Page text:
This is an older interview originally published under the Modern Filmzine flagship and has been edited for publication.
By Michael Knox
Believe it or not Tommy Chong still remembers the first time he ever smoked a joint, back in 1956 and still remembers the simple beauty of that particular day.
“A friend turned me on to a marijuana cigarette and a Lenny Bruce record,” Chong said in a phone interview. “It changed my life.”
Lenny Bruce, the great comedian with a reputation for stirring trouble, was an inspiration to the young Chong, he said.
“He’s the first comedian I heard when I smoked a joint,” Chong said. “That’s how I knew Lenny, from the records. I never saw him live. I sat outside a club he was performing at but I couldn’t go in because I couldn’t afford tickets.”
Now, Chong has had his own comedy career which has inspired another generation of comedians. With his partner, Cheech Marin, the two produced a series of comedy albums, which are now being adapted into “Cheech & Chong’s Smokin’ Animated Movie.”
Cheech and Chong created nine albums from 1972 to 1985, and were nominated for four Grammy Awards, according to their Website. They won the Grammy Award for Best Comedy Album with their third album, “Los Cochinos,” released in 1973.
Eric and Branden Chambers, of Chambers Bros. Entertainment, directed the animation and created the concept that uses the Cheech and Chong albums.
“They are doing a series of our old record bits that we recorded in the 70s and then they are going to connect them with a little story-line, much like in [the animated movie] ‘Ice age,’which had the little squirrel trying to hide the acorn.”
Chong said the movie will feature their voices, but they didn’t need to be in the studio recording any new bits. That was part of the deal made by Cheech and Chong in order for the movie to be made.
“It’s called mailbox money,” Chong said. “You get a check for shit you did years ago.”
Chong said he and Marin were still pretty involved in the project.
“We are like quality control,” Chong said. “We make sure the characters are representing what we had in mind. But they are pretty close to everything. I like it, but Cheech really loves it.”
exclusive deal was made with music mogul Lou Adler, owner of Ode Records, for the animated movie rights to the classic Cheech and Chong library of recorded comedy content.
“Lou is quite a perfectionist,” Chong said. “That’s what is going to really drive this to the top.”
Chong said the animators are going for a simple cartoon design for the movie.
“It was more of an economic factor,” Chong said. “Animation can become incredibly expensive. They sort of looked at ‘South Park’ and stop motion animation and it works so well with us because there is so much going on audibly that you don’t need your characters running around.”
The animated feature will display the talents of Cheech and Chong together, but for many years the two did not work together. They have only recently been working together with a stand up comedy tour.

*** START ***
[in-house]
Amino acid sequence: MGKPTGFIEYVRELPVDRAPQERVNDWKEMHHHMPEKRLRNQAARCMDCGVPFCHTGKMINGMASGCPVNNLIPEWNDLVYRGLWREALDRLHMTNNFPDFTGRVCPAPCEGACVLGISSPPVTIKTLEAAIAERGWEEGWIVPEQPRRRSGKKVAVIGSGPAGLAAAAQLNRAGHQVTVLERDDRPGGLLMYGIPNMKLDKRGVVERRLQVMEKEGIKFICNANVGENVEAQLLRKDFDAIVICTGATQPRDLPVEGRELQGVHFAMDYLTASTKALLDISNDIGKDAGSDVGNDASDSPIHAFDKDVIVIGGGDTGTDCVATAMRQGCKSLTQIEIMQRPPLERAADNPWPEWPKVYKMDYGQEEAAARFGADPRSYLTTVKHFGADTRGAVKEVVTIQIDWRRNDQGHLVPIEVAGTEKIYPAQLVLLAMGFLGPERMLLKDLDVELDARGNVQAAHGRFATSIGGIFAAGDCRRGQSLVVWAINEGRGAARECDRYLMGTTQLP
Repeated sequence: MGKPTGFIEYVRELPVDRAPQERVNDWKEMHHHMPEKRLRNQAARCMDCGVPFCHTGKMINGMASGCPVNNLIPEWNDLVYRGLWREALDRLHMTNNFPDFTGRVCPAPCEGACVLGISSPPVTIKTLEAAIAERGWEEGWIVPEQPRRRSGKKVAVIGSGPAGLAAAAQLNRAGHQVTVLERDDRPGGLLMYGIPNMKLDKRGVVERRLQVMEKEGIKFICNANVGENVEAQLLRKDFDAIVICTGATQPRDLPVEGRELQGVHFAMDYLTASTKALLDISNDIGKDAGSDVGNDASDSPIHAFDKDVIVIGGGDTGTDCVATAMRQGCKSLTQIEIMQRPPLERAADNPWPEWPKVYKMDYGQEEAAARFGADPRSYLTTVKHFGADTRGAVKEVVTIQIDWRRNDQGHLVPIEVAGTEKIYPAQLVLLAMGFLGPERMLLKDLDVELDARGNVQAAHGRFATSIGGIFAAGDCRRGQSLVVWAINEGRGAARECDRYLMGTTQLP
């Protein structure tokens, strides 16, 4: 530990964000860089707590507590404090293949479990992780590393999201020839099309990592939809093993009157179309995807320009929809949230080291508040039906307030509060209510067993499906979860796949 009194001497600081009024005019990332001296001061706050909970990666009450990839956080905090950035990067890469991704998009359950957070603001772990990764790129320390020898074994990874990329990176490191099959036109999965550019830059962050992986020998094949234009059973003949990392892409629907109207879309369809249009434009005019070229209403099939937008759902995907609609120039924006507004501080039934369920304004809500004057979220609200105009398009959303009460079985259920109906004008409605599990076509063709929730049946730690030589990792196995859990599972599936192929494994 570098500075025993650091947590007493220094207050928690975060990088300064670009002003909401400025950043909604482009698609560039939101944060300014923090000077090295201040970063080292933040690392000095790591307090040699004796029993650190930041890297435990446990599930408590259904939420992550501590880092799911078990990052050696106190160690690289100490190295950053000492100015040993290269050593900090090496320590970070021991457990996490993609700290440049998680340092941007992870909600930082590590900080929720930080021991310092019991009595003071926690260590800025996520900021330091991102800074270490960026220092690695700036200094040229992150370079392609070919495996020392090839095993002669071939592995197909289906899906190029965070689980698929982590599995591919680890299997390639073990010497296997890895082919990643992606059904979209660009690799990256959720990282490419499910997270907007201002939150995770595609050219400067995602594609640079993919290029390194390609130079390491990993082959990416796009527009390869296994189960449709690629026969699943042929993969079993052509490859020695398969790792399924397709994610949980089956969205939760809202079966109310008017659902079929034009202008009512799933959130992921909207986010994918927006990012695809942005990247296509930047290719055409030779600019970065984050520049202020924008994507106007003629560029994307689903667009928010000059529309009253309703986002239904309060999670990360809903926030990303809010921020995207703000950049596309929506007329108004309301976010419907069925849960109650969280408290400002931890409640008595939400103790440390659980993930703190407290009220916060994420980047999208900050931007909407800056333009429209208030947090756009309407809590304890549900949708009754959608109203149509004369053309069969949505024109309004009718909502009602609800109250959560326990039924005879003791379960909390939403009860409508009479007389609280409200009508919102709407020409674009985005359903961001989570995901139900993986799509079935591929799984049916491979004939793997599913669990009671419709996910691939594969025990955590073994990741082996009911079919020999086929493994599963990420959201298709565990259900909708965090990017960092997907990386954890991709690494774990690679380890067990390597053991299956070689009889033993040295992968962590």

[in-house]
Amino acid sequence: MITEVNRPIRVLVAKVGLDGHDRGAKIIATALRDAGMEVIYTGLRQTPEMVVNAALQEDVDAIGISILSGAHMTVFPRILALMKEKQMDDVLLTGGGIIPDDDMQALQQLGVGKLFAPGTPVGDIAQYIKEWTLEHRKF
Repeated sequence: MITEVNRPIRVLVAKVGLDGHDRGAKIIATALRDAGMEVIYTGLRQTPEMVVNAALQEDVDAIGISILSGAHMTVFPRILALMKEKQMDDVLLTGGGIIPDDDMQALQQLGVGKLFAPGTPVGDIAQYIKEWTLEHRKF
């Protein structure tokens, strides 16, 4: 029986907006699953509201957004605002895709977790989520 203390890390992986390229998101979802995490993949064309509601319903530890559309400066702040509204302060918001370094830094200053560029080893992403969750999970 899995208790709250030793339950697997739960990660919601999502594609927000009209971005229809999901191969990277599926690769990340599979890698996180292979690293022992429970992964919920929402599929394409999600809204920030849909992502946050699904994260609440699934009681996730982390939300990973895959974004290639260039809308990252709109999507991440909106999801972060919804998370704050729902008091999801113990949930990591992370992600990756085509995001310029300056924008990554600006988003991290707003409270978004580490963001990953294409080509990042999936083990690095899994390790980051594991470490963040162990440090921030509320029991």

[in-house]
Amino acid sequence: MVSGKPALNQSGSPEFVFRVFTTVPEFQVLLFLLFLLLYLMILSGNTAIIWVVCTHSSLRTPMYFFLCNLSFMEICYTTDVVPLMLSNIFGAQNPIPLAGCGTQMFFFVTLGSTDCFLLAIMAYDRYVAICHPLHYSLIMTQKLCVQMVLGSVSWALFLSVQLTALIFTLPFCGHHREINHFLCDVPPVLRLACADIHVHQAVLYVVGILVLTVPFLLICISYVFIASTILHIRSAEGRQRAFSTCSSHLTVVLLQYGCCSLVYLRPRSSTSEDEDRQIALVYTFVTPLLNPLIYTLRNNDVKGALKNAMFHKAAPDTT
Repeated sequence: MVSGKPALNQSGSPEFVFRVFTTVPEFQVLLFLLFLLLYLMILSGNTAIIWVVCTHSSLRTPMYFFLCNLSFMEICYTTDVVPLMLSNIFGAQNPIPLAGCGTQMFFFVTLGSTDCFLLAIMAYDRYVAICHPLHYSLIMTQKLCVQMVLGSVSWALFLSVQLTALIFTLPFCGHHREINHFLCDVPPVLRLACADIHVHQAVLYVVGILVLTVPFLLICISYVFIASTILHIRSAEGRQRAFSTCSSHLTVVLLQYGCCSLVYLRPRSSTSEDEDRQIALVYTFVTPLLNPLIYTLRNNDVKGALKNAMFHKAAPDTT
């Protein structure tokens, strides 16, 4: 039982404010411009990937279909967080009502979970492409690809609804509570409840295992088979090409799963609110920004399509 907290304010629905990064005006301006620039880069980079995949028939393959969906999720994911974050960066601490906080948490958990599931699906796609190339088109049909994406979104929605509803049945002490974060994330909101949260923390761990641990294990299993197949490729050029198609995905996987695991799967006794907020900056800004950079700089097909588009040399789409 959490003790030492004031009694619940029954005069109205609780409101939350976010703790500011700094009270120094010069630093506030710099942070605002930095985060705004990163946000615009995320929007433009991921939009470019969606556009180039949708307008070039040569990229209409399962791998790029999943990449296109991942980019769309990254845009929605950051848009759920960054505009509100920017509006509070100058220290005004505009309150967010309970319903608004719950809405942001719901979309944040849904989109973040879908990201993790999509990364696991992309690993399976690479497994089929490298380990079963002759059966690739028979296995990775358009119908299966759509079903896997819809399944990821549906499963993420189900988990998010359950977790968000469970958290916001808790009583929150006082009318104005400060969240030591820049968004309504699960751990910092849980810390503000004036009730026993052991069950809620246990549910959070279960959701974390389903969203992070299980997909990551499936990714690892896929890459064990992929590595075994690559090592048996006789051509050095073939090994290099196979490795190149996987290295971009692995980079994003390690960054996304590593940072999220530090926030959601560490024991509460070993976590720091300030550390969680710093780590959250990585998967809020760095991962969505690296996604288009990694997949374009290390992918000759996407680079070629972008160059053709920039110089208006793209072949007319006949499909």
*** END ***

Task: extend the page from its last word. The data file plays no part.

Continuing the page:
Chong said the two split for a while because of their careers going in different directions.
“Cheech and I always got along when we were creating,” he said. “The only time we never got along was when we weren’t working. We sort of burned ourselves out.”
Chong said their success did have its price.
“People get one movie in their career, some people call themselves lucky,” Chong said. “We ended up with seven on our own. The well ran dry.”
Chong said that the two also split up because of a difference in philosophy.
“I had the stay true to your character kind of point of view,” Chong said. “Cheech, more or less, he wanted to do straight acting gigs. he wanted to act with Kevin Costner, Robert Rodriguez and Don Johnson and do voiceovers.”
Marin went on to do a voice in the Disney movie, “The Lion King.” But Chong wouldn’t have any part of it. Again, he stuck to his own personal principals, despite turning his nose up at a lot of money.
“I turned down that Disney movie, because I didn’t really want to be associated with Disney, which was probably a big mistake,” Chong said. He added why he didn’t care for Disney.
“They wouldn’t let me in the park one time because I wore a t-shirt with Pluto butt-fucking Mickey Mouse,” Chong said. “They were a little upset about that. I was not a Disney fan.”
Chong said the years from Marin helped the two comedians when they finally got back together.
“Cheech went his way and I went mine and thank God we did because he learned what it was like to be a straight actor and do his thing and I went back on stage and did comedy with my wife,” Chong said.
Chong said after so many years it was only a matter of time before he and Marin were working together again.
“Our careers kind of petered out at the same time,” Chong said. “I was doing standup with Shelby, and Cheech did [the movies] ‘Cars’ and ‘Beverly Hills Chihuahua’ and bit parts as a priest. And once you start doing priests in a movie that’s sort of a death sentence. Not only are you a man of God but you can’t hit on any chicks.”
Chong said he’s just happy to see the two working together again.
“So many acts could never get back. The Beatles never got back together,” he said. “It was a real challenge to see if we could do it.”